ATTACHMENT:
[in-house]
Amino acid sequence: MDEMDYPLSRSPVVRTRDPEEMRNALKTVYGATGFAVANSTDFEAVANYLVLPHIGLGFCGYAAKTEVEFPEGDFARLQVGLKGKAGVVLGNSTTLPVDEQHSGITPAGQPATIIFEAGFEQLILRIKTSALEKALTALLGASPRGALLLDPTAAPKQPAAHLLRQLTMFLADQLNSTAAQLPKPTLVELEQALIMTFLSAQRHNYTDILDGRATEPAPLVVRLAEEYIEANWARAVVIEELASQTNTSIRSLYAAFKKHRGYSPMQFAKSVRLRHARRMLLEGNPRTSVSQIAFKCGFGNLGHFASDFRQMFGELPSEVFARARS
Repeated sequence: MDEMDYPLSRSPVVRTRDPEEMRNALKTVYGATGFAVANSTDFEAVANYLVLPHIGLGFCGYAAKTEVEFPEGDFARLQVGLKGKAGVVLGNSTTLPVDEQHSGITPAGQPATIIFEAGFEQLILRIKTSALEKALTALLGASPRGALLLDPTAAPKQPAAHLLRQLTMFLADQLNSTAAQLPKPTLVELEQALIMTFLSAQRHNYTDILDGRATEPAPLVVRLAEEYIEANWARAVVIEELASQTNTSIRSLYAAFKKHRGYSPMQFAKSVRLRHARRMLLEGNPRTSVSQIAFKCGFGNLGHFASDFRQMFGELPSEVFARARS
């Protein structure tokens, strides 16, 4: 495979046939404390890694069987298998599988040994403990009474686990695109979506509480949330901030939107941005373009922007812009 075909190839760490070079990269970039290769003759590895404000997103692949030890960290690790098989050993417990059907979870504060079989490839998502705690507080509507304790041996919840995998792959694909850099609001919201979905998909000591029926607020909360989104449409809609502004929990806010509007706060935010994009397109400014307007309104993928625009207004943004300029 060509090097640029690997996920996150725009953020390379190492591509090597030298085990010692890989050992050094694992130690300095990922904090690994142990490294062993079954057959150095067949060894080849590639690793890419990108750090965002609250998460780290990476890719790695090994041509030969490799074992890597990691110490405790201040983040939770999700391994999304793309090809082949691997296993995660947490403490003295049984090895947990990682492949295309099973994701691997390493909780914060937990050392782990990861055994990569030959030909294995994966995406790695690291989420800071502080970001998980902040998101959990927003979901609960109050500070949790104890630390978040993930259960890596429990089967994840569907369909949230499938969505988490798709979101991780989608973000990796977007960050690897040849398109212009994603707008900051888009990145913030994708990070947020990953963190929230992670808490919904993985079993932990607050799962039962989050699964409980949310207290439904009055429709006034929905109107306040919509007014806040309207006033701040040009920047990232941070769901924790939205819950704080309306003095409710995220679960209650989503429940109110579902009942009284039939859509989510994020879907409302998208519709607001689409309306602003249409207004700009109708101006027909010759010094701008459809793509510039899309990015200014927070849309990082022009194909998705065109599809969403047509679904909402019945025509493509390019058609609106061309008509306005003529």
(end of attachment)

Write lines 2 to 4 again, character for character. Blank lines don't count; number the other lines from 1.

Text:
Amino acid sequence: MDEMDYPLSRSPVVRTRDPEEMRNALKTVYGATGFAVANSTDFEAVANYLVLPHIGLGFCGYAAKTEVEFPEGDFARLQVGLKGKAGVVLGNSTTLPVDEQHSGITPAGQPATIIFEAGFEQLILRIKTSALEKALTALLGASPRGALLLDPTAAPKQPAAHLLRQLTMFLADQLNSTAAQLPKPTLVELEQALIMTFLSAQRHNYTDILDGRATEPAPLVVRLAEEYIEANWARAVVIEELASQTNTSIRSLYAAFKKHRGYSPMQFAKSVRLRHARRMLLEGNPRTSVSQIAFKCGFGNLGHFASDFRQMFGELPSEVFARARS
Repeated sequence: MDEMDYPLSRSPVVRTRDPEEMRNALKTVYGATGFAVANSTDFEAVANYLVLPHIGLGFCGYAAKTEVEFPEGDFARLQVGLKGKAGVVLGNSTTLPVDEQHSGITPAGQPATIIFEAGFEQLILRIKTSALEKALTALLGASPRGALLLDPTAAPKQPAAHLLRQLTMFLADQLNSTAAQLPKPTLVELEQALIMTFLSAQRHNYTDILDGRATEPAPLVVRLAEEYIEANWARAVVIEELASQTNTSIRSLYAAFKKHRGYSPMQFAKSVRLRHARRMLLEGNPRTSVSQIAFKCGFGNLGHFASDFRQMFGELPSEVFARARS
């Protein structure tokens, strides 16, 4: 495979046939404390890694069987298998599988040994403990009474686990695109979506509480949330901030939107941005373009922007812009 075909190839760490070079990269970039290769003759590895404000997103692949030890960290690790098989050993417990059907979870504060079989490839998502705690507080509507304790041996919840995998792959694909850099609001919201979905998909000591029926607020909360989104449409809609502004929990806010509007706060935010994009397109400014307007309104993928625009207004943004300029 060509090097640029690997996920996150725009953020390379190492591509090597030298085990010692890989050992050094694992130690300095990922904090690994142990490294062993079954057959150095067949060894080849590639690793890419990108750090965002609250998460780290990476890719790695090994041509030969490799074992890597990691110490405790201040983040939770999700391994999304793309090809082949691997296993995660947490403490003295049984090895947990990682492949295309099973994701691997390493909780914060937990050392782990990861055994990569030959030909294995994966995406790695690291989420800071502080970001998980902040998101959990927003979901609960109050500070949790104890630390978040993930259960890596429990089967994840569907369909949230499938969505988490798709979101991780989608973000990796977007960050690897040849398109212009994603707008900051888009990145913030994708990070947020990953963190929230992670808490919904993985079993932990607050799962039962989050699964409980949310207290439904009055429709006034929905109107306040919509007014806040309207006033701040040009920047990232941070769901924790939205819950704080309306003095409710995220679960209650989503429940109110579902009942009284039939859509989510994020879907409302998208519709607001689409309306602003249409207004700009109708101006027909010759010094701008459809793509510039899309990015200014927070849309990082022009194909998705065109599809969403047509679904909402019945025509493509390019058609609106061309008509306005003529």